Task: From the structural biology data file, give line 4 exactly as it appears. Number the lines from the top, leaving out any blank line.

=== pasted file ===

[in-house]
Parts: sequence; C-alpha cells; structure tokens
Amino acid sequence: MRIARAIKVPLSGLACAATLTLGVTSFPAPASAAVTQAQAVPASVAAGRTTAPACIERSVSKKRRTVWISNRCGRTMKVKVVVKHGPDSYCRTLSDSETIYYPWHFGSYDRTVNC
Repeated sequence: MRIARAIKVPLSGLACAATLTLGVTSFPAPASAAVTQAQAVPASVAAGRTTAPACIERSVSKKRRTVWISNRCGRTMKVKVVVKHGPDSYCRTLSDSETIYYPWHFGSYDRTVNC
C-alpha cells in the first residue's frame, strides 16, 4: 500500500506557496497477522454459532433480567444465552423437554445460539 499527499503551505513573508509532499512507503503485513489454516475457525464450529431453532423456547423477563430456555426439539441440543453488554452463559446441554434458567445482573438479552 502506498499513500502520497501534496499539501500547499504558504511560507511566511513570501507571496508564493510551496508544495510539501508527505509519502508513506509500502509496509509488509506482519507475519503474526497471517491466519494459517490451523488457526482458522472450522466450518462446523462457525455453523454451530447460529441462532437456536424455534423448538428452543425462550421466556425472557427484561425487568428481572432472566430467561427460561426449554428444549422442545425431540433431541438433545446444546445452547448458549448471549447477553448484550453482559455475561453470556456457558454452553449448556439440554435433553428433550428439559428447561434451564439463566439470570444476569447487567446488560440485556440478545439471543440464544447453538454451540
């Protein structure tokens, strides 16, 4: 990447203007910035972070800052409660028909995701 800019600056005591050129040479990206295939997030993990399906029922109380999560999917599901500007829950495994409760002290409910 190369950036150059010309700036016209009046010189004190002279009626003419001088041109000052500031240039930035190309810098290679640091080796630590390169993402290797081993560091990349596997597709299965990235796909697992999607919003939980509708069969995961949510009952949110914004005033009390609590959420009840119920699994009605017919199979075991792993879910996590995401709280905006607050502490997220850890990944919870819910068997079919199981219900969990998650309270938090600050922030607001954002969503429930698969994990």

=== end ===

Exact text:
Repeated sequence: MRIARAIKVPLSGLACAATLTLGVTSFPAPASAAVTQAQAVPASVAAGRTTAPACIERSVSKKRRTVWISNRCGRTMKVKVVVKHGPDSYCRTLSDSETIYYPWHFGSYDRTVNC